Governor Awards USC Aiken Retiree Silver Crescent
AIKEN, SC (10/03/2018) Former University of South Carolina Aiken Executive Vice Chancellor for Academic Affairs Dr. Jeff Priest, who retired in May, received one of the state's highest awards: the Silver Crescent.
According to the governor's website, "the Order of the Silver Crescent is the state's highest civilian award for significant contributions, leadership, volunteerism, and lifelong influence within a region or community."
In addition to serving the university in a variety of capacities, Priest was the first director of the Ruth Patrick Science Education Center. He is credited with taking a concept and desire for STEM education and constructing not only a building filled with animals, minerals and other hands-on science activities but also engaging and dynamic programs, specifically for K-12 students.
"The RPSEC will always have a special place in my heart," Priest said at the time of his retirement.
"I was given carte blanche to mold the RPSEC into whatever I thought would be best for our region. I was fortunate enough to hire a great staff that shared the same vision. The result of which we see today."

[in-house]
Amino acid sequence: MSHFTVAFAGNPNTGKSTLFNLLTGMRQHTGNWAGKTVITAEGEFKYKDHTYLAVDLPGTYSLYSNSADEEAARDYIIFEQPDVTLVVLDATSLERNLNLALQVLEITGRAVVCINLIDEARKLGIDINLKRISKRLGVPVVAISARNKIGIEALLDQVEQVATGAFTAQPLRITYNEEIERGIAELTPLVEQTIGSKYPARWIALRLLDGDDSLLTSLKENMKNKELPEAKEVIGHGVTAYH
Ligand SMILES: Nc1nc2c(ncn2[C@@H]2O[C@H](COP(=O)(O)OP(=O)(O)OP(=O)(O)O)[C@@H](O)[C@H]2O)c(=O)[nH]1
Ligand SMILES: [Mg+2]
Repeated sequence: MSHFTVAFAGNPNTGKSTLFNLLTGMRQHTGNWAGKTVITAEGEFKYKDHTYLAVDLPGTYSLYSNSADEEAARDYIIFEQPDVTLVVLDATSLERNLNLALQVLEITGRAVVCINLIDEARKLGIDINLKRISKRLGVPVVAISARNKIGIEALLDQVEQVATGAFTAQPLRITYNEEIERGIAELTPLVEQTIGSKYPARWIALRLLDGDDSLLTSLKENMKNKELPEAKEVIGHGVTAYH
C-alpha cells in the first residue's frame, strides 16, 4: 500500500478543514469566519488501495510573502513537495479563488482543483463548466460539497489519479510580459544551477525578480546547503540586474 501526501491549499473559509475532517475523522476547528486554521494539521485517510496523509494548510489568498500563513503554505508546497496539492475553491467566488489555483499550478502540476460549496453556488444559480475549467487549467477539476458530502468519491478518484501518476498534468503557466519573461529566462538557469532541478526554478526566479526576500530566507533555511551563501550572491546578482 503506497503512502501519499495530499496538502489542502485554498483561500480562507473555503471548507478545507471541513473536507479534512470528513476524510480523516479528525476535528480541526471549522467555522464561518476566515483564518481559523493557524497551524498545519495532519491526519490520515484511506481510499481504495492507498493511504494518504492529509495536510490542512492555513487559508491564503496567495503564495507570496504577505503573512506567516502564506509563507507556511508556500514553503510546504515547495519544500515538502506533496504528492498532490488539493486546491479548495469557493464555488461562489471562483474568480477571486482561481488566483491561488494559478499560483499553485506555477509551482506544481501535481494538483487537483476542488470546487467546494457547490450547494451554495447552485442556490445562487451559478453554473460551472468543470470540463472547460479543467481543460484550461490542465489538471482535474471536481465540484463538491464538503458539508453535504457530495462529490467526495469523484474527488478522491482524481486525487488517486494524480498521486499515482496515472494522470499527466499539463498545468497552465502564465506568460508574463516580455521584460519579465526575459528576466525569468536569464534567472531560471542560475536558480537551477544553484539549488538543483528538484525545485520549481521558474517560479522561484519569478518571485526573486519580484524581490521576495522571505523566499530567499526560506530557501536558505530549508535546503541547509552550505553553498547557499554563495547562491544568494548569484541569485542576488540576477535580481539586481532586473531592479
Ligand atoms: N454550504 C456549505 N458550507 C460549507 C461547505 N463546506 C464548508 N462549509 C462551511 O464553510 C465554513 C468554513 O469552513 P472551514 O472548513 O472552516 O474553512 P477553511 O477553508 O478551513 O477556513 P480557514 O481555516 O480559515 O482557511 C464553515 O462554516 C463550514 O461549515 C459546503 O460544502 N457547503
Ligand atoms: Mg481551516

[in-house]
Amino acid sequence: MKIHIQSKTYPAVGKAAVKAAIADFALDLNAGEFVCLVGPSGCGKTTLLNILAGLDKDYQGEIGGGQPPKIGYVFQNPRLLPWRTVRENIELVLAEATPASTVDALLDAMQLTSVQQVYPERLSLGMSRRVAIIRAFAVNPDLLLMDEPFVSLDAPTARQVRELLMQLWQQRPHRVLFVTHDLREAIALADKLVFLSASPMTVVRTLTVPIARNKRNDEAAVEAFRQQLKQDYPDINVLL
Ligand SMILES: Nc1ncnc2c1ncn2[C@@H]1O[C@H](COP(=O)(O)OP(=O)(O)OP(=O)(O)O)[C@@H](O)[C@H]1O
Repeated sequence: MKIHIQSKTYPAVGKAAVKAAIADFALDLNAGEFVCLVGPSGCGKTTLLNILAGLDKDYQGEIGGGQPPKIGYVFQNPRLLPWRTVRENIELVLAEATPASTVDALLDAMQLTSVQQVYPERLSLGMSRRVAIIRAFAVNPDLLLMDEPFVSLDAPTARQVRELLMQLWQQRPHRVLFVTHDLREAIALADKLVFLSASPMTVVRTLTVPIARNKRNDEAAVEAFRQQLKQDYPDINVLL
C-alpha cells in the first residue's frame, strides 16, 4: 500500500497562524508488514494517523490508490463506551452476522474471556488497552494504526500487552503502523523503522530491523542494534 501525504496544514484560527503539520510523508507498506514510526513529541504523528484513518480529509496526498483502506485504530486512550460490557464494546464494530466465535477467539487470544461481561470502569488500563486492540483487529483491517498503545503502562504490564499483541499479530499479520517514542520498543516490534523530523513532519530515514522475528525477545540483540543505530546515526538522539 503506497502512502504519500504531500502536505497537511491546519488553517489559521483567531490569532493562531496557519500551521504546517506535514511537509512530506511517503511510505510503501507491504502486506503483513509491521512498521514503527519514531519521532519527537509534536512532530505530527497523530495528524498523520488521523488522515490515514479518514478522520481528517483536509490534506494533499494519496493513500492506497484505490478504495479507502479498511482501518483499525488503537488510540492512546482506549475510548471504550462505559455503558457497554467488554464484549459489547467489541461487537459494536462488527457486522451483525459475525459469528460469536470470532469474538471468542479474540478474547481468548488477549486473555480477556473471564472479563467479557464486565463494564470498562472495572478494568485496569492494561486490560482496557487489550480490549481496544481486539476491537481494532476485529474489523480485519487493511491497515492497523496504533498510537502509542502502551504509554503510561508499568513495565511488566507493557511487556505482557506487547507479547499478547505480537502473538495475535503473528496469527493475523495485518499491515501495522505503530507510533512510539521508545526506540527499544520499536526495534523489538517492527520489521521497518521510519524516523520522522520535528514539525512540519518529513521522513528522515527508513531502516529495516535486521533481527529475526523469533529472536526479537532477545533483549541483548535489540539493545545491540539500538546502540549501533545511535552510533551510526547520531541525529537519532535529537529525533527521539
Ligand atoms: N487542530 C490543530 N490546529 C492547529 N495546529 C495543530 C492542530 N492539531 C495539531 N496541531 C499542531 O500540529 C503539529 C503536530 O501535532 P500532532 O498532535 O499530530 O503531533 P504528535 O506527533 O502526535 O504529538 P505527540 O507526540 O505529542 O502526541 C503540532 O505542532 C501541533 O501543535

During RPSEC's 30th anniversary celebration, members of the local legislative delegation presented the award to Priest on behalf of Gov. Henry McMaster.
"Who knew 30 years ago when Dr. Priest was taking a concept and turning it into an engaging, dynamic hub of STEM education - from a closet no less - that now, more and more the fields are growing in importance and relevance," said Dr. Sandra Jordan, chancellor.
"Here, from day one, the Ruth Patrick Science Education Center has made a difference, infusing a love for STEM through every hands-on activity, every captivating presentation in the DuPont Planetarium, and every dynamic program."
The mission of the Ruth Patrick Science Education Center is vital to the future, she added. At RPSEC, the intent is to "grow and inspire" engineers, scientists and innovators, literally from the time they enter school.
"Here, kindergarten students learn how to solve problems, gather and analyze data and understand connections," Jordan said.
"This discovery and exploration are presented in ways that these students don't even realize they're learning. They think they're just playing!"